mardi 3 novembre 2015

Stalemate, Not Statehood, for Iraqi Kurdistan

Stalemate, Not Statehood, for Iraqi Kurdistan

 Sunday, November 1, 2015, 10:11 AM

U.S. Secretary of State John Kerry chats with President Masoud Barzani upon arrival at the Kurdistan Regional Government Presidential Compound in Erbil, Iraq, on June 24, 2014. [State Department photo/public domain]
Editor’s Note: The Kurds are the largest nation in the Middle East without a state of their own and their quest for more rights and at times independence has led to civil wars, unrest, and near-genocidal levels of killing. Iraq has often been the center of the Kurdish struggle, and the decline of the Iraqi state since 2003 – and the latest dysfunction manifest in its efforts to fight the Islamic State – seems to offer opportunities for Iraqi Kurds to carve out their own state. Denise Natali, an expert on the Kurds at the National Defense University, challenges this claim. She argues that the Iraqi Kurds’ current in-between status is likely to endure and, indeed, offers benefits for Kurdish leaders.
Since the creation of a weak federal Iraqi state a decade ago, the Kurdistan Regional Government (KRG) has moved toward what many analysts, pundits, and Kurds consider a desired end state: independence. Taking advantage of the ambiguous 2005 Iraqi constitution, disfranchised Sunni Arab community, sectarian conflicts, and dysfunctional Iraqi government, the KRG has developed its own energy sector; assumed de facto control over disputed lands; and created a cohort of influential supporters to lobby Kurdish interests in Washington and abroad. These trends have been further bolstered by the Islamic State threat, which has allowed the KRG to access U.S. and coalition military support, further expand its territorial reach, and challenge Baghdad with “independent” oil exports.
Yet a deeper look into the Iraqi Kurdish trajectory reveals a more complicated and interrupted scenario defined by legal, economic, and geopolitical constraints. The KRG may have created new “facts on the ground” that strengthen its internal sovereignty and international recognition, but it remains a landlocked, quasi-state entity lacking external sovereignty.
This condition means that the degree and nature of Kurdish autonomy, including any potential for independence, is not determined by unilateral decisions made by Kurdish elites but rather by the demands, deals, and incentive structures brokered by powerful regional states and non-state actors. These influences have not only checked Kurdish leverage and kept Kurds within the Iraqi state, at least nominally, they have also created necessary political ambiguity that benefits KRG officials. Maintaining the status quo has allowed the KRG to realize rights, revenues, and recognition as part of aweak federal Iraqi state while also pursuing a nationalist agenda based on victimization, struggle, territorial expansion, and opaque, oil-based economic development, supported by external networks.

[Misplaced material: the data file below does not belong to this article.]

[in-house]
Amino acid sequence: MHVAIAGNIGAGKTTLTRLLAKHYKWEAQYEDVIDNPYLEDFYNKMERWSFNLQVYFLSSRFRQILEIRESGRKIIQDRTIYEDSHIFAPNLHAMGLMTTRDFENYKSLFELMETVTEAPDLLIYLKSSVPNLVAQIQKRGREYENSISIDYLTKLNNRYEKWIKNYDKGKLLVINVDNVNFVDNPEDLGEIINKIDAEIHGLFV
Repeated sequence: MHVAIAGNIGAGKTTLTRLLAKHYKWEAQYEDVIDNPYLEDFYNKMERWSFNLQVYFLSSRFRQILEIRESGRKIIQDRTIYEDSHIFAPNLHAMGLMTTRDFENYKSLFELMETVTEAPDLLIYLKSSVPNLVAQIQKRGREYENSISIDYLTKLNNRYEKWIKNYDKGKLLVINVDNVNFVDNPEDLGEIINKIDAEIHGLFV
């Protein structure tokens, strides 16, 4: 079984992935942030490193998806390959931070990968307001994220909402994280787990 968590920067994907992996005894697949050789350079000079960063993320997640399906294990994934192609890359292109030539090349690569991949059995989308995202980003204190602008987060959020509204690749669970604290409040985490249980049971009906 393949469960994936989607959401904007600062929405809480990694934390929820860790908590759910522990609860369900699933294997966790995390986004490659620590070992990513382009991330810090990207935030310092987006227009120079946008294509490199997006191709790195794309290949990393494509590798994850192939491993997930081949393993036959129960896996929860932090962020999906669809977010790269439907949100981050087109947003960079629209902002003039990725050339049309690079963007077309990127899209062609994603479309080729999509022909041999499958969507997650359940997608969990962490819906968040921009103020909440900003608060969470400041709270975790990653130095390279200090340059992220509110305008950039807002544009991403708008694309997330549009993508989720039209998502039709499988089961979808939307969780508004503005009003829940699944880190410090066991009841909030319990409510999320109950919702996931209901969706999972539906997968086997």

Iraq’s Turkmen on their own By Nermeen Mufti

Turkmen are Iraq’s third largest ethnic group but they remain un­derrepresented in politics and their plight is largely ignored.
Baghdad - Iraq’s Turkmen are the coun­try’s third largest ethnic group after Arabs and Kurds but the community of nearly 3 million people has endured displace­ment, isolation, discrimination and violence throughout its history.
Today, the Turkmen remain un­derrepresented in Iraqi politics and their plight is largely ignored. 
Please click on the link hereunder:

lundi 2 novembre 2015

The Kurdish Terror Campaign in Turkmen Eli (video) by Salman Mofak

To watch the video please click on the link below:

After the fall of Saddam Hussein government the Turkmen, Arabs, and Chaldo Assyrians had high expectations of the interim administration established after 9th April 2003.

The Turkmen expected to see democracy, fairness, an end to discrimination, the right to self-determination and an end to violence. Unfortunately, the opposite has occurred regarding the human rights situation in Iraq, in particular concerning the Iraqi Turkmen. After the toppling of Saddam Hussein in 2003, hundreds of Kurdish militia poured into the Turkmen city of Kirkuk. 

The Kurdish militia ransacked the municipality buildings in Kirkuk, government offices and military buildings.
The land deeds belonging to the Turkmen were deliberately taken from the Registry Office making it difficult for the Turkmen to establish themselves as original inhabitants of the province. 

Large hotels, hospitals and a historical military barracks in the city (at that time used as a museum), which was built in the Ottoman era, along with Turkman shops and houses, including the land registry office were set alight by the Kurdish militia.

The invasion of Kirkuk in 2003 by the Kurdish militia was a mirror image of the events from 1991 during the uprising against Saddam Hussein after Operation Desert Storm.

Thousands of internally displaced Kurds and Turkmen returned to Kirkuk and other Arabised regions to reclaim their homes and lands that had been occupied by Arabs from central and southern Iraq. These returnees had been were forcibly expelled from their homes by the government of Saddam Hussein during the 1980s and 1990s. 
The majority of the returning Kurds were not originally from Kirkuk but were brought to Kirkuk with the help of the two Kurdish parties and they were housed in the vacant Turkmen and Arab houses.

The reasoning behind this was that they wanted to change the demography of the city and win the referendum that was planned to be carried out by 31 December 2007 to determine whether Kirkuk could formally join the Kurdish administered region, an outcome that Arabs and Turkmen in Kirkuk staunchly opposed.

Salman Mofak.